Master Raymond’s health, as is not to be wondered at, had improved sufficiently by the next day, to allow of his accompanying Joseph Putnam to the village, to attend Captain Alden’s examination. The meeting-house was even more crowded than usual, such was the absorbing interest taken in the case, owing to the Captain’s high standing in the province.

The veteran Captain’s own brief account of this matter, which has come down to us, does not go into many details, and is valuable mainly as showing that he regarded it very much in the same light that it is regarded now owing probably to the fact that while a church member in good standing, he doubtless was a good deal better seaman than church member. For he says he was “sent for by the Magistrates of Salem, upon the accusation of a company of poor distracted or possessed creatures or witches.” And he speaks further of them as “wenches who played their juggling tricks, falling down, crying out, and staring in people’s faces.”

The worthy Captain’s account is however, as I have said, very brief and has the tone of one who had been a participant, however unwillingly, in a grossly shameful affair, alike disgraceful to the colony and to everybody concerned in it. For some additional details, I am indebted to the manuscript volume.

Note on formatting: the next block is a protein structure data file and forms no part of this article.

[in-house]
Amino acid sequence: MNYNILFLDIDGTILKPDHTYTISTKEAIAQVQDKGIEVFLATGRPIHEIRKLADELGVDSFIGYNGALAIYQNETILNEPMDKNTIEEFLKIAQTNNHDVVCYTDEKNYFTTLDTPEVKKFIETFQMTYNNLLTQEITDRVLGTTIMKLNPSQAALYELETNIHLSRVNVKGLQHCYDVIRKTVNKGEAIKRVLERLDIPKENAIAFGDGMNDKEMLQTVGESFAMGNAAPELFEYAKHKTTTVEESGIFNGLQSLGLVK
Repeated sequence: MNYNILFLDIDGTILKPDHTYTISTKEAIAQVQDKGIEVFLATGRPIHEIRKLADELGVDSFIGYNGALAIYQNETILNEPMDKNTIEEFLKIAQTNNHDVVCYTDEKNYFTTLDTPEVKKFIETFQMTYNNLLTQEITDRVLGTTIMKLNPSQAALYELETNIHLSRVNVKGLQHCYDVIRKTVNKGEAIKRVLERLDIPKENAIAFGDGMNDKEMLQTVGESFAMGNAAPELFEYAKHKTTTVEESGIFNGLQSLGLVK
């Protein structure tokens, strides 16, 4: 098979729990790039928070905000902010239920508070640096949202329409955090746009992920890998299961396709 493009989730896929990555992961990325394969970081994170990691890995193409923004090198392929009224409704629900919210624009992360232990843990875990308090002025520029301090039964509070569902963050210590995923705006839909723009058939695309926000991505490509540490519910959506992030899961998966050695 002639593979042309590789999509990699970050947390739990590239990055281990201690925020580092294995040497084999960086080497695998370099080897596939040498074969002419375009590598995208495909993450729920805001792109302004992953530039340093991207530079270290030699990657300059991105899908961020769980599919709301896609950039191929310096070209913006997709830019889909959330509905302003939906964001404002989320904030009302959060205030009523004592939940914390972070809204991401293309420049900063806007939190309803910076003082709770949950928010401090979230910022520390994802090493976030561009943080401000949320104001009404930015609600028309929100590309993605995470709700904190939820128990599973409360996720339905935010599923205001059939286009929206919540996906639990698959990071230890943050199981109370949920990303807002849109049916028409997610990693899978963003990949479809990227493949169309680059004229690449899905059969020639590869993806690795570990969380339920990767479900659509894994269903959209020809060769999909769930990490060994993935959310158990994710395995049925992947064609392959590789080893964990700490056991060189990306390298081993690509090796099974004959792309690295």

Captain Alden had not been arrested in Boston. He says himself in his statement, that “he was sent to Salem by Mr. Stoughton” the Deputy Governor, and Chief-Justice of the Special Court that had condemned and executed Bridget Bishop, and which was now about to meet again.

Before the meeting of the magistrates, Master Raymond had managed to have a few words with him in private, and found that no arrangements with any skipper had yet been made. The first negotiations had fallen through, and there was no other foreign vessel at that time in port whose master possessed what Captain Alden considered the requisite trustworthiness and daring. For he wanted a skipper that would show fight if he was pursued and overtaken; not that any actual fighting would probably be necessary, for a simple show of resistance would doubtless be all that was needed.

“When I get back to Boston, I think I shall be able to arrange matters in the course of a week or two.”

“What in Boston jail?” queried Master Raymond.

“You do not suppose the magistrates will commit me on such a trumped-up nonsensical charge as this?” said the stout old captain indignantly.

“Indeed I do,” was the reply.

“Why, there is not a particle of truth in it. I never saw these girls. I never even heard of their being in existence.”

“Oh, that makes no difference.”

“The devil it doesn’t!” said the old man, hotly. My readers must remember that he was a seaman.

Here the sheriff came up and told the Captain he was wanted.